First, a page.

As we have noted, progestins play a critical role during estrous and pregnancy events. However, it has been shown that at high doses or with prolonged exposure, an inhibition in the synthesis and release of gonadotropins is generated.
It’s important to bear in mind that follicle-stimulating hormone (FSH) and luteinizing hormone (LH) – which are part of the gonadotropin group – are necessary for the appearance of the phases of the estrous cycle and, therefore, of ovulation.
Regarding treatment, there are 3 ways of suppressing the estrous cycle with progestins. For the use of these drugs, the duration, the purpose, and the phase in which they’re administered are considered:
- Acute suppression: In the first case, progestins are administered at high doses before or during early proestrus, with the aim of suppressing both proestrus and estrus. In addition, it has an effect that delays the estrous cycle for several weeks or months.
- Temporary suppression: To achieve a temporary inhibition of the new cycle, progestins are administered at low doses, for several weeks during the anestrus stage.
- Permanent suppression: Prolonged administration of progestin, initiated in anestrus, can delay the onset of the next cycle for several months. To do this, repeated oral administrations, injections of short-acting formulation, as well as long-acting ones, are performed. The duration of the effect is multiple cycles.
It should be noted that, as in humans, when these hormones are stopped orally or by injection, reproductive cycles return to normal.
Is it risky to use progestogens in dogs? Side effects
Although these drugs fulfill their function, depending on the case of their administration, they generally cause undesirable metabolic and morphological changes in the dog’s body.
According to an article published in the journal Topics in Companion Animal Medicine, an article in Topics in Companion Animal Medicine, administration of progestins increases the risk of reproductive diseases, such as cystic endometrial hyperplasia or mammary tumors.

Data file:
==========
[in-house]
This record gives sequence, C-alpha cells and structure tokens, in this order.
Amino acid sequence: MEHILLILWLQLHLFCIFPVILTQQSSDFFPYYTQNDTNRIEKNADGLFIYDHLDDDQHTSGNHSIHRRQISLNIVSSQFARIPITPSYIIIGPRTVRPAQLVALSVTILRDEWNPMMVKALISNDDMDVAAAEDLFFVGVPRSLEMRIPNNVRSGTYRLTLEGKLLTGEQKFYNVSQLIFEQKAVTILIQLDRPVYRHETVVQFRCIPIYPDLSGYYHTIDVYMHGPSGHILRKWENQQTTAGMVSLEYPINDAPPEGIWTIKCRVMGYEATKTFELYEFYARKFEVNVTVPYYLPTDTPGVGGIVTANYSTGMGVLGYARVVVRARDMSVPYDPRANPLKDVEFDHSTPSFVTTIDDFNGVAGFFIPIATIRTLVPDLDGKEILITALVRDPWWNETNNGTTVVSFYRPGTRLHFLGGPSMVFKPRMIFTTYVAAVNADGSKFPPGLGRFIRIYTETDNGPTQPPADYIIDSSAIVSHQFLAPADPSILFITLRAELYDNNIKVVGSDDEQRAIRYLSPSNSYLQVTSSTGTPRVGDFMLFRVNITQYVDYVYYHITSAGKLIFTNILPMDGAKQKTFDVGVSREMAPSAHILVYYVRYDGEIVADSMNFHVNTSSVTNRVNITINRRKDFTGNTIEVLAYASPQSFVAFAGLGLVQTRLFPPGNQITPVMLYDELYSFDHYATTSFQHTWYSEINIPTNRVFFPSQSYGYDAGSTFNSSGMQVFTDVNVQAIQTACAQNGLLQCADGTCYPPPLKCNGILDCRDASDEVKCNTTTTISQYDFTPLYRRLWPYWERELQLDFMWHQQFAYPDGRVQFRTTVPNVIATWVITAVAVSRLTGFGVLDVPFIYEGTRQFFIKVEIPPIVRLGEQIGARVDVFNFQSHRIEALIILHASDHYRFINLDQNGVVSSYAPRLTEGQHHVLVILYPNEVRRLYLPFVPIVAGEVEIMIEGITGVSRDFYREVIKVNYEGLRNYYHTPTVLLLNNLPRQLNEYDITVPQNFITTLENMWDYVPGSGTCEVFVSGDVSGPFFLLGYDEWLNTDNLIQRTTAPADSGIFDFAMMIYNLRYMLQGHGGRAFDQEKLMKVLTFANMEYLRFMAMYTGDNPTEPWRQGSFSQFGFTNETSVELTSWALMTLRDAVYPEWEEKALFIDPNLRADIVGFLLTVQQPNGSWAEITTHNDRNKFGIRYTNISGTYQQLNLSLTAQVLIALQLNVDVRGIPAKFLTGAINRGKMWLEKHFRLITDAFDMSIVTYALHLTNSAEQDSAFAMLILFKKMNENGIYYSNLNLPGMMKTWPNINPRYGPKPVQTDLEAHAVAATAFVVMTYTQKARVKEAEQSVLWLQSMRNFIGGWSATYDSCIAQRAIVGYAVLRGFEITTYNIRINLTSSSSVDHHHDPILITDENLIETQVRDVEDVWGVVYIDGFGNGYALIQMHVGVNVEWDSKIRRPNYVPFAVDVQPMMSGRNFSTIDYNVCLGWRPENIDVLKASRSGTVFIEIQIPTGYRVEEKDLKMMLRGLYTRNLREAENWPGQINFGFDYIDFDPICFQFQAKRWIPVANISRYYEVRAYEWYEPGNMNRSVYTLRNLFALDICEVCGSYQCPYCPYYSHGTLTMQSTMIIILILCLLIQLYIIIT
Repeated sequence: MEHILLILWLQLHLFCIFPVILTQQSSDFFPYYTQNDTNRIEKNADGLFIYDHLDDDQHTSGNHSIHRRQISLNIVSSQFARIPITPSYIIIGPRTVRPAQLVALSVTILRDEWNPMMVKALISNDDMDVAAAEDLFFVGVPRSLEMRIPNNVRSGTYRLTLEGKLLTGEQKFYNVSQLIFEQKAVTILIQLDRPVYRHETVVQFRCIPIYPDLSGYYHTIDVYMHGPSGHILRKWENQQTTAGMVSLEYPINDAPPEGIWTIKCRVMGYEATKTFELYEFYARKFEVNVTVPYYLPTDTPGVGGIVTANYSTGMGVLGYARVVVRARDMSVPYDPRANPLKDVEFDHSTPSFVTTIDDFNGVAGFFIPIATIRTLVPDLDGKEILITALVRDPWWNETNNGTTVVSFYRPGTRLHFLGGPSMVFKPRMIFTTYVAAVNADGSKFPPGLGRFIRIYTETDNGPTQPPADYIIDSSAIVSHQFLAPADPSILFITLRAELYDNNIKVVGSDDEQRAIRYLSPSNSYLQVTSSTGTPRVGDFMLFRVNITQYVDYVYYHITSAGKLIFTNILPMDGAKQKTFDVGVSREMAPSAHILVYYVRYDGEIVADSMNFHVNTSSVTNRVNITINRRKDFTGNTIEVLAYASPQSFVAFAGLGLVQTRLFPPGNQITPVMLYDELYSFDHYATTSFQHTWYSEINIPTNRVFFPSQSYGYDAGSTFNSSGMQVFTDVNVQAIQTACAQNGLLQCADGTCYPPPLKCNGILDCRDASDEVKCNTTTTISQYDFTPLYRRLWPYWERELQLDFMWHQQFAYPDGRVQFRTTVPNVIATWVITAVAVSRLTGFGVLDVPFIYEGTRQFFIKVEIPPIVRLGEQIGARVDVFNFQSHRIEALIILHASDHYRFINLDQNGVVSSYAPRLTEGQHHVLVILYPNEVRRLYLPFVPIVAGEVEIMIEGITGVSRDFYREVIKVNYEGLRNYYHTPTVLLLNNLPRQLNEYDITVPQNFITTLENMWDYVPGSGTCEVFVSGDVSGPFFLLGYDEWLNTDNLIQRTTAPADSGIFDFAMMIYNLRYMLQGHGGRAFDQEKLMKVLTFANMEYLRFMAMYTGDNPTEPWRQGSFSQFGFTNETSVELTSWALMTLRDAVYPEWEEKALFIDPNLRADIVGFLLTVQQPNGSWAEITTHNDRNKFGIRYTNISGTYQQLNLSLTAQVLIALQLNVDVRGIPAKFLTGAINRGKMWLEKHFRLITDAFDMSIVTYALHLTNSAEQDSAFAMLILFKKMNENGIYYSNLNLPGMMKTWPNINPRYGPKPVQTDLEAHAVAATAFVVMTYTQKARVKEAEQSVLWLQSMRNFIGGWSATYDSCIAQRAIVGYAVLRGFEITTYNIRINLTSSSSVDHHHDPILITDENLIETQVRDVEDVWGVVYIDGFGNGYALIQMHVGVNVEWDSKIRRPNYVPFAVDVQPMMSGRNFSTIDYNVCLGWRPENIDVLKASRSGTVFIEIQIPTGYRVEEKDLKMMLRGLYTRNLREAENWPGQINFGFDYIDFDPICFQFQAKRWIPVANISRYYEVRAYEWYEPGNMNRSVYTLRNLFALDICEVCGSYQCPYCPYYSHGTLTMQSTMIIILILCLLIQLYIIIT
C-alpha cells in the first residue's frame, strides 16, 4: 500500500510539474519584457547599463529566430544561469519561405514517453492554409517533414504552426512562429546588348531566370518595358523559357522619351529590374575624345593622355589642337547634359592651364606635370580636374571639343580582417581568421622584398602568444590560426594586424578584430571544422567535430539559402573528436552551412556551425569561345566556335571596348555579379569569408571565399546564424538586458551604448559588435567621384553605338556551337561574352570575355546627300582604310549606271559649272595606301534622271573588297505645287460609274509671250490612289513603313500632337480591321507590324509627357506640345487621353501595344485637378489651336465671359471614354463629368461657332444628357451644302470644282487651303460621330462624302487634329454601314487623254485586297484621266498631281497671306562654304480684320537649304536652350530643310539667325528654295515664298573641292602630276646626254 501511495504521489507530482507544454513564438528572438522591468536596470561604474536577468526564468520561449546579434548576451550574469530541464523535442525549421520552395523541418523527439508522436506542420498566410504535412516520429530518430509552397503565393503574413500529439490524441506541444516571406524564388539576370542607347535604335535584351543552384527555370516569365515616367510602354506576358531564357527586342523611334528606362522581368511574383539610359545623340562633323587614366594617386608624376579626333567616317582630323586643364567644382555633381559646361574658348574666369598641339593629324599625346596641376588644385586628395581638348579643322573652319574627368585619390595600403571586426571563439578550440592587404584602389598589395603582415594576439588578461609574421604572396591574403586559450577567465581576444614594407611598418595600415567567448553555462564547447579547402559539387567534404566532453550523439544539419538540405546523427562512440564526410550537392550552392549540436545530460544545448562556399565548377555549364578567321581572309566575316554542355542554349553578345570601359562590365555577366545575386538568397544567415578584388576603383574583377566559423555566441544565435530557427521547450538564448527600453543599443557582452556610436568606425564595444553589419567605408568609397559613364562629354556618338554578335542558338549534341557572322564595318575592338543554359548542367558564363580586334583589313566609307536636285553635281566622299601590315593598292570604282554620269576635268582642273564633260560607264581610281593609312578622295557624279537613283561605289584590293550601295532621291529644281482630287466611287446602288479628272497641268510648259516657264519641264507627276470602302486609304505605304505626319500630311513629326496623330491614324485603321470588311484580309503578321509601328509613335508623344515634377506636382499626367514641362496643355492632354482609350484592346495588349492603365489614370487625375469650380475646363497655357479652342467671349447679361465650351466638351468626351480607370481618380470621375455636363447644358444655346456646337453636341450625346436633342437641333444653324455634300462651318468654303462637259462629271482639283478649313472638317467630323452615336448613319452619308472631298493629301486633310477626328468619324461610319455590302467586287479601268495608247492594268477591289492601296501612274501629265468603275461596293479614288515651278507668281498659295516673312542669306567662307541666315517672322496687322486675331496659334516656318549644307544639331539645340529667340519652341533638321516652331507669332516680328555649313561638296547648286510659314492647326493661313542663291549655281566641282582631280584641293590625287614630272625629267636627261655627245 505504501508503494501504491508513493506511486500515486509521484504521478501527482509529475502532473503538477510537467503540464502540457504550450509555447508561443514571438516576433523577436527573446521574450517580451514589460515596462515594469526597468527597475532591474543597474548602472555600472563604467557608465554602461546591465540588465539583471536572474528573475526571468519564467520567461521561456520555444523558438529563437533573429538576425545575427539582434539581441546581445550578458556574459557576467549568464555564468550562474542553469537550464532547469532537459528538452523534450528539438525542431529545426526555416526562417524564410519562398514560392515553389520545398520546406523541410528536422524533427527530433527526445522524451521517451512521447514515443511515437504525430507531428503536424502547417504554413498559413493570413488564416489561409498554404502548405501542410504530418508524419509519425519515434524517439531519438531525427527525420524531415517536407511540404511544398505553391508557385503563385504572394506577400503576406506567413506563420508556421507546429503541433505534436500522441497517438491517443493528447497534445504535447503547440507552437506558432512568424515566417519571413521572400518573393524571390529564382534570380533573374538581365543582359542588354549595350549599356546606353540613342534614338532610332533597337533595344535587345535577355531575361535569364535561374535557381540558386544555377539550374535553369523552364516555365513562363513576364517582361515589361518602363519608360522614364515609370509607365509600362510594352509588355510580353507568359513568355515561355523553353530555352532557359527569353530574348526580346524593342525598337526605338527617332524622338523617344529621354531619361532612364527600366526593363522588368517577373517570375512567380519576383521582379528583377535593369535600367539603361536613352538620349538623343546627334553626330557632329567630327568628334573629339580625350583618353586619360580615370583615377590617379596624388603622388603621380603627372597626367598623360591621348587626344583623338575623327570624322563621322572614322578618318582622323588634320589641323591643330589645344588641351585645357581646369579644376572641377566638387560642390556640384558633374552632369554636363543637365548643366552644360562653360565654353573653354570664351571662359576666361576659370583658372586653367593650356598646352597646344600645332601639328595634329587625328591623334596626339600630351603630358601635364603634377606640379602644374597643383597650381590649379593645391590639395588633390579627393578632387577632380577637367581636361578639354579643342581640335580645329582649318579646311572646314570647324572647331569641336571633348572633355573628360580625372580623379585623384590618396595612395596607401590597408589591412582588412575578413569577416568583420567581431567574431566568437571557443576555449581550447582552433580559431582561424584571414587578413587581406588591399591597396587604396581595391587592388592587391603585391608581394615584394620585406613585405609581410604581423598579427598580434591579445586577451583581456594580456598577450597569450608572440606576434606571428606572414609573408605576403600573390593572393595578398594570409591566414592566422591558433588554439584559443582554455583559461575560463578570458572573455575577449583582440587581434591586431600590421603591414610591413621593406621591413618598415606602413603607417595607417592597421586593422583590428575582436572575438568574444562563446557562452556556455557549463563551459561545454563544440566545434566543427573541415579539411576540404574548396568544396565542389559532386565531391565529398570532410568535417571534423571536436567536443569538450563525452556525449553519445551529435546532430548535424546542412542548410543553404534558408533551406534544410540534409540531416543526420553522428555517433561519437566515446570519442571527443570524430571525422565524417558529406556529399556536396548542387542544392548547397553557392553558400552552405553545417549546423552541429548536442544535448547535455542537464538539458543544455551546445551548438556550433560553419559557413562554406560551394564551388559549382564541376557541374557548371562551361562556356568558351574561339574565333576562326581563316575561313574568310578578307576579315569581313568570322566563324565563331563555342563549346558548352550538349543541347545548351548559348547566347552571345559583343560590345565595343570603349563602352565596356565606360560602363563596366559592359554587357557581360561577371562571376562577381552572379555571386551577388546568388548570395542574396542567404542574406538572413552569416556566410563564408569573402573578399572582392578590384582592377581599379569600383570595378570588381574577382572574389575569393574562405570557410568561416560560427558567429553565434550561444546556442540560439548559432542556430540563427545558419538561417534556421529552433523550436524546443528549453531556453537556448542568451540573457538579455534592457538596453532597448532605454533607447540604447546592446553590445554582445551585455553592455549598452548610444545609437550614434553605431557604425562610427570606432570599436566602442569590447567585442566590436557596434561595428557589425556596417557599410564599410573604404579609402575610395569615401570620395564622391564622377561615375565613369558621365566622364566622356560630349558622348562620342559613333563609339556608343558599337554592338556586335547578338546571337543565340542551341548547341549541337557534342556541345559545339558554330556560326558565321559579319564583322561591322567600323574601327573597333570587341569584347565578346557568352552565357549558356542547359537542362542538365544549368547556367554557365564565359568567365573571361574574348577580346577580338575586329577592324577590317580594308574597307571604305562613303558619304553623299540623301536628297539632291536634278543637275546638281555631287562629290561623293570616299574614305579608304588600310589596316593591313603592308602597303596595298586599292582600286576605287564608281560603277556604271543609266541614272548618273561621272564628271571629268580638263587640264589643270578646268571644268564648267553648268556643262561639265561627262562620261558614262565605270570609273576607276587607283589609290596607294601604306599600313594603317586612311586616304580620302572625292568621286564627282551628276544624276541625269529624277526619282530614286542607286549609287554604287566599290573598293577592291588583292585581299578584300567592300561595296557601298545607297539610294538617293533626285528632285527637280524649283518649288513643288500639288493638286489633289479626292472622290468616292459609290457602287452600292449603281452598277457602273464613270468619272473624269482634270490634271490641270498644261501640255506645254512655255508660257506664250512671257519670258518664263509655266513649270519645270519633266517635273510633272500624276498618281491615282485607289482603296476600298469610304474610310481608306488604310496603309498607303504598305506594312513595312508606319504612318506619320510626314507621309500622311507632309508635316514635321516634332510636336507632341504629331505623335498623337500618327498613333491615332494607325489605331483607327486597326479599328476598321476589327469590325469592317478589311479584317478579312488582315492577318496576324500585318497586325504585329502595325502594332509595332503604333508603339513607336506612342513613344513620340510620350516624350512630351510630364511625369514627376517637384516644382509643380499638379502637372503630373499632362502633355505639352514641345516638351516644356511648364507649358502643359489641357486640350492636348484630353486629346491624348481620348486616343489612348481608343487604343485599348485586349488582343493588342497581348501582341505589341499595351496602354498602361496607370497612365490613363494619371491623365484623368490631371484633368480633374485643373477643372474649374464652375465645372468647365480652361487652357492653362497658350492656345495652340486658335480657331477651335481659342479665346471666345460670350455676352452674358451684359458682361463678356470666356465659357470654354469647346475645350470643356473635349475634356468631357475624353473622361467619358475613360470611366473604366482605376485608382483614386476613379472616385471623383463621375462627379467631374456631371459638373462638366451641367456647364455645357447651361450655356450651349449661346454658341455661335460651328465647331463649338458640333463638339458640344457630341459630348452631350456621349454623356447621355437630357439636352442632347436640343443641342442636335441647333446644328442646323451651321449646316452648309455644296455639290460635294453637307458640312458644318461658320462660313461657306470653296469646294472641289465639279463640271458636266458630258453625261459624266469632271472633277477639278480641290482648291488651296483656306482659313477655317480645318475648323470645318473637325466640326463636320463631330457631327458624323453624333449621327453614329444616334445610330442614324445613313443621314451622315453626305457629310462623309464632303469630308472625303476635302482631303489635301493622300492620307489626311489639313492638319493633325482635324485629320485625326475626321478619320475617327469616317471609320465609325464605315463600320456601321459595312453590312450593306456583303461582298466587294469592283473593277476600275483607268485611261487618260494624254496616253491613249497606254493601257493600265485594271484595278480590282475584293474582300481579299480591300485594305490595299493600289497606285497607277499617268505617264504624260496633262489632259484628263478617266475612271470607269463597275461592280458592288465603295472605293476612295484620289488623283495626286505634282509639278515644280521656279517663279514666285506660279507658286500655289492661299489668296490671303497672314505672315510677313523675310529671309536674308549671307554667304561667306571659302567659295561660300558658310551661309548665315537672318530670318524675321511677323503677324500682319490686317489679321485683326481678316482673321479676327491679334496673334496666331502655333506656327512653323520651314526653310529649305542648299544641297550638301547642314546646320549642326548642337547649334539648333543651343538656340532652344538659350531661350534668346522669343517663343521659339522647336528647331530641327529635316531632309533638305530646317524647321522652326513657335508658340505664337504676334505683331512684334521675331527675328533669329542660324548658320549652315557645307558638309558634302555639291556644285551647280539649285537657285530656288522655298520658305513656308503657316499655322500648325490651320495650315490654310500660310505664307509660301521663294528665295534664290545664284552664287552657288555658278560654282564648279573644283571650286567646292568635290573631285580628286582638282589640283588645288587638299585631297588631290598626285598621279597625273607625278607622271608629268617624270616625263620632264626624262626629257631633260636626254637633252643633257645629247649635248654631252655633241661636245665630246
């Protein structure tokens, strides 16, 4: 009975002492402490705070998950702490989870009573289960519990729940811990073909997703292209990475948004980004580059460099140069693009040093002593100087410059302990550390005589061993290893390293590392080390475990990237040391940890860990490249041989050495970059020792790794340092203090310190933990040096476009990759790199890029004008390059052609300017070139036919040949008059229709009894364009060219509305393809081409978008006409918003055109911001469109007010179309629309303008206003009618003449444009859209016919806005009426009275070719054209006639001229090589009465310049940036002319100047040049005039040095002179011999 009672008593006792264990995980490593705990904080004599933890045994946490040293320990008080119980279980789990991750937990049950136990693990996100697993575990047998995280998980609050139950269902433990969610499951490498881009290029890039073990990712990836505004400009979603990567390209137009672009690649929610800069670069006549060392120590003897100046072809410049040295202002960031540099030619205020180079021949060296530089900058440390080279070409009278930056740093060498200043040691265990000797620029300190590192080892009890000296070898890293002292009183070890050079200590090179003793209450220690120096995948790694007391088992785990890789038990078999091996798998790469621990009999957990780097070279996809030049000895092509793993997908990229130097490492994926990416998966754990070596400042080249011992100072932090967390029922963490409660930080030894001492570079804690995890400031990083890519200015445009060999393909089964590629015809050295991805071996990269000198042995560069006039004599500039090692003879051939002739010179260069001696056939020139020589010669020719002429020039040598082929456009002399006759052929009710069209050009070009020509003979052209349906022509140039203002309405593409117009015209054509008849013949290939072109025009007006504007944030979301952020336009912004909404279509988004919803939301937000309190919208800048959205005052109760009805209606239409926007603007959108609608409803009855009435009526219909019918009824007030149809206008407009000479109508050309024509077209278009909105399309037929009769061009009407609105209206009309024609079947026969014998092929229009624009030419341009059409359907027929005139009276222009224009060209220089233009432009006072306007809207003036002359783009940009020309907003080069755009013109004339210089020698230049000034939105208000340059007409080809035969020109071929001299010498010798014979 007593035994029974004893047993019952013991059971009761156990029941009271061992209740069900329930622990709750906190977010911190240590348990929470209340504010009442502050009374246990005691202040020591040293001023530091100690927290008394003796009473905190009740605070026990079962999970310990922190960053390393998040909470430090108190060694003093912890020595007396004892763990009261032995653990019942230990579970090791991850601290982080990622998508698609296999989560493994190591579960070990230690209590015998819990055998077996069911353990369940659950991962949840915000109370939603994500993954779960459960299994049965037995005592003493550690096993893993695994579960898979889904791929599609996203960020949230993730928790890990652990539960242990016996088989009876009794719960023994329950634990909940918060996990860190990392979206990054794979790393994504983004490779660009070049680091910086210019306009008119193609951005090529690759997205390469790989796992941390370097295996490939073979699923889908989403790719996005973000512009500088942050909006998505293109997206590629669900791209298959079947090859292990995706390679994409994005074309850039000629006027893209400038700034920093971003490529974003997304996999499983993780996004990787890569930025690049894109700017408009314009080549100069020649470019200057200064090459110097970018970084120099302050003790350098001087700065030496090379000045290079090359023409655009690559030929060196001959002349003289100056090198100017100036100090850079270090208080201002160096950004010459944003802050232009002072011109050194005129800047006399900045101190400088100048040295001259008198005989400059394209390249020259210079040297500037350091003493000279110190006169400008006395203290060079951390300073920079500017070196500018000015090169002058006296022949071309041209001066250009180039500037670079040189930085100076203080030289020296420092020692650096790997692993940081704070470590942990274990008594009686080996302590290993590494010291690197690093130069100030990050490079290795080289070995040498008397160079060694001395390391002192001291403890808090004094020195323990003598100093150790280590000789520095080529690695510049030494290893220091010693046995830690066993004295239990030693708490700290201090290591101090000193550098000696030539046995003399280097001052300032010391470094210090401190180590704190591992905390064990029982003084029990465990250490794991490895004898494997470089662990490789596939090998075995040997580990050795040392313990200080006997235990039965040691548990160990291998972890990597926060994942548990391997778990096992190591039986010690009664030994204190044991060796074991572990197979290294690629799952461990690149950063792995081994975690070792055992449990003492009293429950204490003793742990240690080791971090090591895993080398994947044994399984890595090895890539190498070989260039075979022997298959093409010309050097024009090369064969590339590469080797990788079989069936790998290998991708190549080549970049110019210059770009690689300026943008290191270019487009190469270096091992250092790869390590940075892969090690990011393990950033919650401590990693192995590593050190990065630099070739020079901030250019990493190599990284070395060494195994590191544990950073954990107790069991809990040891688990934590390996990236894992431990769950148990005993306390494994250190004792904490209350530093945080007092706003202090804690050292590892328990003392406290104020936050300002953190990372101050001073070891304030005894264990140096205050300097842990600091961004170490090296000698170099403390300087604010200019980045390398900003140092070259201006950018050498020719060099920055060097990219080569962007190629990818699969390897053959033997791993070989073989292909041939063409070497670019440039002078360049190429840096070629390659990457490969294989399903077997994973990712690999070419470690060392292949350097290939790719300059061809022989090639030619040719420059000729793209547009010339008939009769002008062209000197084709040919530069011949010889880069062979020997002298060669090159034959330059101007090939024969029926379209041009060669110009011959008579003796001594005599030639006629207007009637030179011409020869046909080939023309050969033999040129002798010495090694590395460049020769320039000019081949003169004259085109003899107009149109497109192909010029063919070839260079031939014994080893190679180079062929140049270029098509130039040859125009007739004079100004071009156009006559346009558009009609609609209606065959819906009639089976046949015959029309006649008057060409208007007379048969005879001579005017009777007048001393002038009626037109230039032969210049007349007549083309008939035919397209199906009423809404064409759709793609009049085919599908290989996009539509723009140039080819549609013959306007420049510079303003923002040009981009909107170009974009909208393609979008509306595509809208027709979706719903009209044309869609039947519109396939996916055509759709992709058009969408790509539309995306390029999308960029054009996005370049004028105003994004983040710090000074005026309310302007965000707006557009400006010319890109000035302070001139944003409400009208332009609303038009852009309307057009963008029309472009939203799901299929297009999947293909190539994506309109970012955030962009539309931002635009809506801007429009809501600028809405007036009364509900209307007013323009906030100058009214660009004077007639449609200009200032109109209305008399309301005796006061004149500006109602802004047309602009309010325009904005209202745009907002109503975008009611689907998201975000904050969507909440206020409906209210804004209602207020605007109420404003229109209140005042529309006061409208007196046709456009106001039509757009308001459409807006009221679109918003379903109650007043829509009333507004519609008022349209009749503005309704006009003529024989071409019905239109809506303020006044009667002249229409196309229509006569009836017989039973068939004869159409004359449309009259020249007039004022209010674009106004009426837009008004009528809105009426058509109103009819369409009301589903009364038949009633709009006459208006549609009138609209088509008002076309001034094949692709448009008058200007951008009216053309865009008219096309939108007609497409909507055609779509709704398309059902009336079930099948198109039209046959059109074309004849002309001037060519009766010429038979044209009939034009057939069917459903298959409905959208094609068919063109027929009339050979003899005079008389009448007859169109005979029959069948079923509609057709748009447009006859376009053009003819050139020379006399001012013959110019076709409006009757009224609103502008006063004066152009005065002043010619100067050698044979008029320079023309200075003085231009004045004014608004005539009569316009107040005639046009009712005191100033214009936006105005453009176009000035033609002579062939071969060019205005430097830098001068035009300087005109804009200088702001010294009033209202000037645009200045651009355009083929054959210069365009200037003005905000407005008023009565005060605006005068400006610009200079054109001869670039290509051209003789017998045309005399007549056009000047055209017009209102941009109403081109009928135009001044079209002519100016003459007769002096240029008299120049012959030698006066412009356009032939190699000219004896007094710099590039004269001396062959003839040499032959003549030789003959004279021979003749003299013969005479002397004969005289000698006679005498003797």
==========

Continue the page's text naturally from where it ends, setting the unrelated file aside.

Likewise, their application has been related to the development of liver problems, hormonal disorders due to adrenocortical suppression, skin diseases, and symptoms of insulin-resistant diabetes.
On the other hand, in more serious cases, progestins in dogs can compromise the patient’s life. This is because they can generate what is known as pyometra, a condition in which there’s production and accumulation of purulent material inside the uterus. In addition, if it’s applied in females that have been pregnant, there’s a risk of fetal death and mummification.
In either case, the only solution is surgery to remove the compromised uterus, with the consequent permanent infertility in the dog.
Recommendations for pet owners
Undoubtedly, the use of progestogens in dogs generates more harm than good. To date, there’s no safe contraceptive drug in veterinary medicine, since all the products on the market produce this type of side effect in one way or another.
In fact, the administration of certain drugs in canines, such as medroxyprogesterone acetate (MPA), is prohibited in the United States. For this reason, the main option in case a person does not want their pet to reproduce is sterilization or ovariohysterectomy.
Thanks to this procedure, owners will not only prevent pregnancy in their pets, but will also avoid the characteristic symptoms of estrus such as vaginal bleeding or behavioral changes.
In addition, studies suggest that this surgery decreases the risk of reproductive disorders such as mammary tumors. Finally, for owners who do not want to submit their pet to an ovariohysterectomy and at the same time avoid pregnancy in their dog, the recommendation is isolation and strict care.It might interest you...
All cited sources were thoroughly reviewed by our team to ensure their quality, reliability, currency, and validity. The bibliography of this article was considered reliable and of academic or scientific accuracy.